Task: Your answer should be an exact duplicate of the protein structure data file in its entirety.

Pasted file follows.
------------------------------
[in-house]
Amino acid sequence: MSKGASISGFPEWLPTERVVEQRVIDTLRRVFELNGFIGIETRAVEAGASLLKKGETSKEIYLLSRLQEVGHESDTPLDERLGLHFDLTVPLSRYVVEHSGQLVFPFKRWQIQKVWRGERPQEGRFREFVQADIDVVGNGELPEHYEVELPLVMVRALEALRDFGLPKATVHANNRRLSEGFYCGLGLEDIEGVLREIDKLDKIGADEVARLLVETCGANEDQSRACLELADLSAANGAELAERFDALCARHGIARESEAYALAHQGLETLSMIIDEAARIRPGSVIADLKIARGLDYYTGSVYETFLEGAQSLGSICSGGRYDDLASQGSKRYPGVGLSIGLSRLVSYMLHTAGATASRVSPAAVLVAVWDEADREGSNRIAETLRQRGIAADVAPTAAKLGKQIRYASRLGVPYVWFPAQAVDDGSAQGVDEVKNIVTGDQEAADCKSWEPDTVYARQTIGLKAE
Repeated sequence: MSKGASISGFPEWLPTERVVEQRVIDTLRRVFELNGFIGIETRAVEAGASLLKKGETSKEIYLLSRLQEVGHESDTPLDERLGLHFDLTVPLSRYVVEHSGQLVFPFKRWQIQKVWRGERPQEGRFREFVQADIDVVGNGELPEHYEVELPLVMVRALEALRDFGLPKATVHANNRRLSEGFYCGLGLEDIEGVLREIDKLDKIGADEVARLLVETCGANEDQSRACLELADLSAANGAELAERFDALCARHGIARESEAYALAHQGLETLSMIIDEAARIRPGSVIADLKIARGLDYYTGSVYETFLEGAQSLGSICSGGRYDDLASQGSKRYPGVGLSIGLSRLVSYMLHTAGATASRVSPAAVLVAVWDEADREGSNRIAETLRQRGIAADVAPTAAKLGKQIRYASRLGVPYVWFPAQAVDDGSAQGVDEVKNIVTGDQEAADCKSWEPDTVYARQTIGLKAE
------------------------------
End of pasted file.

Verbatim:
[in-house]
Amino acid sequence: MSKGASISGFPEWLPTERVVEQRVIDTLRRVFELNGFIGIETRAVEAGASLLKKGETSKEIYLLSRLQEVGHESDTPLDERLGLHFDLTVPLSRYVVEHSGQLVFPFKRWQIQKVWRGERPQEGRFREFVQADIDVVGNGELPEHYEVELPLVMVRALEALRDFGLPKATVHANNRRLSEGFYCGLGLEDIEGVLREIDKLDKIGADEVARLLVETCGANEDQSRACLELADLSAANGAELAERFDALCARHGIARESEAYALAHQGLETLSMIIDEAARIRPGSVIADLKIARGLDYYTGSVYETFLEGAQSLGSICSGGRYDDLASQGSKRYPGVGLSIGLSRLVSYMLHTAGATASRVSPAAVLVAVWDEADREGSNRIAETLRQRGIAADVAPTAAKLGKQIRYASRLGVPYVWFPAQAVDDGSAQGVDEVKNIVTGDQEAADCKSWEPDTVYARQTIGLKAE
Repeated sequence: MSKGASISGFPEWLPTERVVEQRVIDTLRRVFELNGFIGIETRAVEAGASLLKKGETSKEIYLLSRLQEVGHESDTPLDERLGLHFDLTVPLSRYVVEHSGQLVFPFKRWQIQKVWRGERPQEGRFREFVQADIDVVGNGELPEHYEVELPLVMVRALEALRDFGLPKATVHANNRRLSEGFYCGLGLEDIEGVLREIDKLDKIGADEVARLLVETCGANEDQSRACLELADLSAANGAELAERFDALCARHGIARESEAYALAHQGLETLSMIIDEAARIRPGSVIADLKIARGLDYYTGSVYETFLEGAQSLGSICSGGRYDDLASQGSKRYPGVGLSIGLSRLVSYMLHTAGATASRVSPAAVLVAVWDEADREGSNRIAETLRQRGIAADVAPTAAKLGKQIRYASRLGVPYVWFPAQAVDDGSAQGVDEVKNIVTGDQEAADCKSWEPDTVYARQTIGLKAE